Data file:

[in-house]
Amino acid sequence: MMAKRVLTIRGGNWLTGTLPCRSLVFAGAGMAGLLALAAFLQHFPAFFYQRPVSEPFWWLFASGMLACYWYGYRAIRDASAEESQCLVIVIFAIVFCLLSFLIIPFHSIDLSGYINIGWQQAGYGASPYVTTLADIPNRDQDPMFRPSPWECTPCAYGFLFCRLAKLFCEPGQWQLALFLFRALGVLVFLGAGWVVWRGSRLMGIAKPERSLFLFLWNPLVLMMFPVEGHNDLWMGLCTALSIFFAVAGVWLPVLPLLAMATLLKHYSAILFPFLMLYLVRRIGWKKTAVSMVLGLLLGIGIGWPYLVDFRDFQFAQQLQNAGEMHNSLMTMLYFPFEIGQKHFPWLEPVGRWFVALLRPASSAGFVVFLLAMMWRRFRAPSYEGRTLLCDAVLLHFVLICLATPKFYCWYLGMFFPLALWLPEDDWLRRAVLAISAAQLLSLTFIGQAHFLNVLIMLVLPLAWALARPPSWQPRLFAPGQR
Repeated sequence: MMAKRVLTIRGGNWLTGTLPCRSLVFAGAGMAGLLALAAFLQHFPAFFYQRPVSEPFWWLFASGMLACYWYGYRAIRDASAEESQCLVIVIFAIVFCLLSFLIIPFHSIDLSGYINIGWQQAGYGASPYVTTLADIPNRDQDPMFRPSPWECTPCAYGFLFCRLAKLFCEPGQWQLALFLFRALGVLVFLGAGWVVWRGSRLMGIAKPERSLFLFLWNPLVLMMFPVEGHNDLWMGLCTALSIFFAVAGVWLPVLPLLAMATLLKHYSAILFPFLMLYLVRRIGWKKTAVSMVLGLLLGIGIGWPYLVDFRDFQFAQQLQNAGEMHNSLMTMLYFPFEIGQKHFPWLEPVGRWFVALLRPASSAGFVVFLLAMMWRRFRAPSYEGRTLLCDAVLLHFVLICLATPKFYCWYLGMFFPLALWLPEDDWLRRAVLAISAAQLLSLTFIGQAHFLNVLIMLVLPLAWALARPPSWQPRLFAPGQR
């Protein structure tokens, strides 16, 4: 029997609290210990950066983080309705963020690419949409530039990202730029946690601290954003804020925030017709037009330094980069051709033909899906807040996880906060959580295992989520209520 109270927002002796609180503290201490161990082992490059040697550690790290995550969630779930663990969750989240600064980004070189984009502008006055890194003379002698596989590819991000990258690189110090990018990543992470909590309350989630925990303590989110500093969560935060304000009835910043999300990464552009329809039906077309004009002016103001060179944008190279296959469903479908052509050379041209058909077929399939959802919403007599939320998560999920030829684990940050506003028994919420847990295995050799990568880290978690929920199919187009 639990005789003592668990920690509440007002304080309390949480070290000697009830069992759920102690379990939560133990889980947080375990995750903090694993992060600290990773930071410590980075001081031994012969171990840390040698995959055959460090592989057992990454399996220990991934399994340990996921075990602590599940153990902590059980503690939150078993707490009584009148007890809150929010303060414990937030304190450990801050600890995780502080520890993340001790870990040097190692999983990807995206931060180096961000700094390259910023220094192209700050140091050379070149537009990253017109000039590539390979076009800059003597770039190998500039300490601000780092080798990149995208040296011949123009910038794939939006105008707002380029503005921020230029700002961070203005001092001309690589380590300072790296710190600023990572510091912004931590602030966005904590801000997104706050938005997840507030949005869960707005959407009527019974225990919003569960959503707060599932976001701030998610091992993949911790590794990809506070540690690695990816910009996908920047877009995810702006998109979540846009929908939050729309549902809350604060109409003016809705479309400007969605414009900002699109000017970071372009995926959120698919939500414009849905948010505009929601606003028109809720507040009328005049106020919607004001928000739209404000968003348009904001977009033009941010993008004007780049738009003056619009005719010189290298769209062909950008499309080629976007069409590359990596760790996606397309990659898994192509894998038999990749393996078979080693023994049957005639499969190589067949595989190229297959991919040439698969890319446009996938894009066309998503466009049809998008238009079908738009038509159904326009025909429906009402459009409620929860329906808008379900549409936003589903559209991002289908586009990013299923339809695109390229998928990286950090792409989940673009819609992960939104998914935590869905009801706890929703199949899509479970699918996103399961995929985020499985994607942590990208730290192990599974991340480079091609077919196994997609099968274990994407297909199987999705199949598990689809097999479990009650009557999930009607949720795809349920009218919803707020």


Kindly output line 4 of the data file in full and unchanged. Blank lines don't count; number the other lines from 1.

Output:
């Protein structure tokens, strides 16, 4: 029997609290210990950066983080309705963020690419949409530039990202730029946690601290954003804020925030017709037009330094980069051709033909899906807040996880906060959580295992989520209520 109270927002002796609180503290201490161990082992490059040697550690790290995550969630779930663990969750989240600064980004070189984009502008006055890194003379002698596989590819991000990258690189110090990018990543992470909590309350989630925990303590989110500093969560935060304000009835910043999300990464552009329809039906077309004009002016103001060179944008190279296959469903479908052509050379041209058909077929399939959802919403007599939320998560999920030829684990940050506003028994919420847990295995050799990568880290978690929920199919187009 639990005789003592668990920690509440007002304080309390949480070290000697009830069992759920102690379990939560133990889980947080375990995750903090694993992060600290990773930071410590980075001081031994012969171990840390040698995959055959460090592989057992990454399996220990991934399994340990996921075990602590599940153990902590059980503690939150078993707490009584009148007890809150929010303060414990937030304190450990801050600890995780502080520890993340001790870990040097190692999983990807995206931060180096961000700094390259910023220094192209700050140091050379070149537009990253017109000039590539390979076009800059003597770039190998500039300490601000780092080798990149995208040296011949123009910038794939939006105008707002380029503005921020230029700002961070203005001092001309690589380590300072790296710190600023990572510091912004931590602030966005904590801000997104706050938005997840507030949005869960707005959407009527019974225990919003569960959503707060599932976001701030998610091992993949911790590794990809506070540690690695990816910009996908920047877009995810702006998109979540846009929908939050729309549902809350604060109409003016809705479309400007969605414009900002699109000017970071372009995926959120698919939500414009849905948010505009929601606003028109809720507040009328005049106020919607004001928000739209404000968003348009904001977009033009941010993008004007780049738009003056619009005719010189290298769209062909950008499309080629976007069409590359990596760790996606397309990659898994192509894998038999990749393996078979080693023994049957005639499969190589067949595989190229297959991919040439698969890319446009996938894009066309998503466009049809998008238009079908738009038509159904326009025909429906009402459009409620929860329906808008379900549409936003589903559209991002289908586009990013299923339809695109390229998928990286950090792409989940673009819609992960939104998914935590869905009801706890929703199949899509479970699918996103399961995929985020499985994607942590990208730290192990599974991340480079091609077919196994997609099968274990994407297909199987999705199949598990689809097999479990009650009557999930009607949720795809349920009218919803707020």